Search Optimising for sustained metadata modifications

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The size of the log is the main factor in determining the achievable level of sustained metadata modification. The log device is circular, so before the tail can be overwritten all the modifications in the log must be written to the real locations on disk. This can involve a significant amount of seeking to write back all dirty metadata. The default configuration scales the log size in relation to the overall file system size, so in most cases log size will not require tuning.
A small log device will result in very frequent metadata writeback - the log will constantly be pushing on its tail to free up space and so frequently modified metadata will be frequently written to disk, causing operations to be slow.
Increasing the log size increases the time period between tail pushing events. This allows better aggregation of dirty metadata, resulting in better metadata writeback patterns, and less writeback of frequently modified metadata. The trade-off is that larger logs require more memory to track all outstanding changes in memory.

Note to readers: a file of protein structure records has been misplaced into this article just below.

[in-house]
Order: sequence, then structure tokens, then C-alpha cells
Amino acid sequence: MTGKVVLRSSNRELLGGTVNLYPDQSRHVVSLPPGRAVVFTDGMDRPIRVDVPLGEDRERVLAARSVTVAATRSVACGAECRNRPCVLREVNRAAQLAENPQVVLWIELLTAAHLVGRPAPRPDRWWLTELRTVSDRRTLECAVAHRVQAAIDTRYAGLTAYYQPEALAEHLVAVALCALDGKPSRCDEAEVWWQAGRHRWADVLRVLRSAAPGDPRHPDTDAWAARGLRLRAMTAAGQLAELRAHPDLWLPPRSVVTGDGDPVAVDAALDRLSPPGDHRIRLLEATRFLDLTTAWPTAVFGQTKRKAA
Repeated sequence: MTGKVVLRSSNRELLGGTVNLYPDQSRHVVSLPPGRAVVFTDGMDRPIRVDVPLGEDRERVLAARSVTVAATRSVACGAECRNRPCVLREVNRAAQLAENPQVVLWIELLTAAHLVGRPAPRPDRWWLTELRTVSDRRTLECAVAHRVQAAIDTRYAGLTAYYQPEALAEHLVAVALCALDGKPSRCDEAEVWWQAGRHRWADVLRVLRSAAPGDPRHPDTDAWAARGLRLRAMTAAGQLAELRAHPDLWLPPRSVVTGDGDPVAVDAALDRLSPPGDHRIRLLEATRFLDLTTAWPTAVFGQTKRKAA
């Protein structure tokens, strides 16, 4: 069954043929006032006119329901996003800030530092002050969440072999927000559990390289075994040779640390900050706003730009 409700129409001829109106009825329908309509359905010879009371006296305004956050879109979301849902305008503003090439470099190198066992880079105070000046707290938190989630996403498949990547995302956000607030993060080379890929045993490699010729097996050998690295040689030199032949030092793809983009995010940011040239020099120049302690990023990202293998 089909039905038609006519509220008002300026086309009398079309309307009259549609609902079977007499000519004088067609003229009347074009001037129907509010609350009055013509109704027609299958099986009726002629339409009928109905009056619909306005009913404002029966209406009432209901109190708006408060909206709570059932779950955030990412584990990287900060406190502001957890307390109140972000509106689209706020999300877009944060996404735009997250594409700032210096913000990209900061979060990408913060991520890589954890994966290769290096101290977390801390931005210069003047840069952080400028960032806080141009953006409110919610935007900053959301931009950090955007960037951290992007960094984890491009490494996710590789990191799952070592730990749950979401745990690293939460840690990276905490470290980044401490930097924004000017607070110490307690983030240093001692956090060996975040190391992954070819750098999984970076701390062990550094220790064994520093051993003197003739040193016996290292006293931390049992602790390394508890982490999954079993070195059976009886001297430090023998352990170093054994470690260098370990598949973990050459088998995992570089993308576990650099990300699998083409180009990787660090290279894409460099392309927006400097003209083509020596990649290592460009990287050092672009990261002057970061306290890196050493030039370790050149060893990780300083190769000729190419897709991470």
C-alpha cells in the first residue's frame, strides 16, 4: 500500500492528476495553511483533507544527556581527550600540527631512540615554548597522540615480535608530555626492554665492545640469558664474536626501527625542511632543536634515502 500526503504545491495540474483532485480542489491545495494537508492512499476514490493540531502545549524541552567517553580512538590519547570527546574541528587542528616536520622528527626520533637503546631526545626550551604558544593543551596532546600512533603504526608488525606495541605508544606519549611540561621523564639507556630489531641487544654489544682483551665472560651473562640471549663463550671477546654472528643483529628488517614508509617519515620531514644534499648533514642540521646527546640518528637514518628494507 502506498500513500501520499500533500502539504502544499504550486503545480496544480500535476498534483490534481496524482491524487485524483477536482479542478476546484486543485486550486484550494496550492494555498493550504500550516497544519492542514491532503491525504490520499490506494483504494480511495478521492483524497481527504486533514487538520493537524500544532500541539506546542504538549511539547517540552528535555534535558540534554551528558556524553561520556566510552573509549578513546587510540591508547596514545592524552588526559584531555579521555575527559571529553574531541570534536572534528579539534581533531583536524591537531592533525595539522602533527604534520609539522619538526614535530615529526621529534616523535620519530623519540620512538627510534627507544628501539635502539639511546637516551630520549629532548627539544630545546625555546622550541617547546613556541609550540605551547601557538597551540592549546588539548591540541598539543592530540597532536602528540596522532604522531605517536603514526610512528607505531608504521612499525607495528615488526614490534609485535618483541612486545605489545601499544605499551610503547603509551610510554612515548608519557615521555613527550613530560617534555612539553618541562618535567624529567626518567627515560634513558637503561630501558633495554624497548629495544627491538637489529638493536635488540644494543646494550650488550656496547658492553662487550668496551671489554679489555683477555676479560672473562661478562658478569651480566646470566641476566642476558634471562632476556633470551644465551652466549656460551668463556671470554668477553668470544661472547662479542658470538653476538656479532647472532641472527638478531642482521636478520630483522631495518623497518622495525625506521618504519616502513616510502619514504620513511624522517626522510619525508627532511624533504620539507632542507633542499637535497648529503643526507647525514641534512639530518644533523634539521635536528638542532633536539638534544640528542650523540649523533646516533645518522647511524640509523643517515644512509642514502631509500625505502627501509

If you have a machine with limited memory, then large logs are not beneficial because memory constraints will cause metadata writeback long before the benefits of a large log can be realised. In these cases, smaller rather than larger logs will often provide better performance because metadata writeback from the log running out of space is more efficient than writeback driven by memory reclamation.
You should always try to align the log to the underlying stripe unit of the device that contains the file system. mkfs does this by default for MD and DM devices, but for hardware RAID it may need to be specified. Setting this correctly avoids all possibility of log I/O causing unaligned I/O and subsequent read-modify-write operations when writing modifications to disk.
Log operation can be further improved by editing mount options. Increasing the size of the in-memory log buffers (logbsize) increases the speed at which changes can be written to the log. The default log buffer size is MAX (32 KB, log stripe unit), and the maximum size is 256 KB. In general, a larger value results in faster performance. However, under fsync-heavy workloads, small log buffers can be noticeably faster than large buffers with a large stripe unit alignment.
The delaylog mount option also improves sustained metadata modification performance by reducing the number of changes to the log. It achieves this by aggregating individual changes in memory before writing them to the log: frequently modified metadata is written to the log periodically instead of on every modification. This option increases the memory usage of tracking dirty metadata and increases the potential lost operations when a crash occurs, but can improve metadata modification speed and scalability by an order of magnitude or more. Use of this option does not reduce data or metadata integrity when fsync, fdatasync or sync are used to ensure data and metadata is written to disk.
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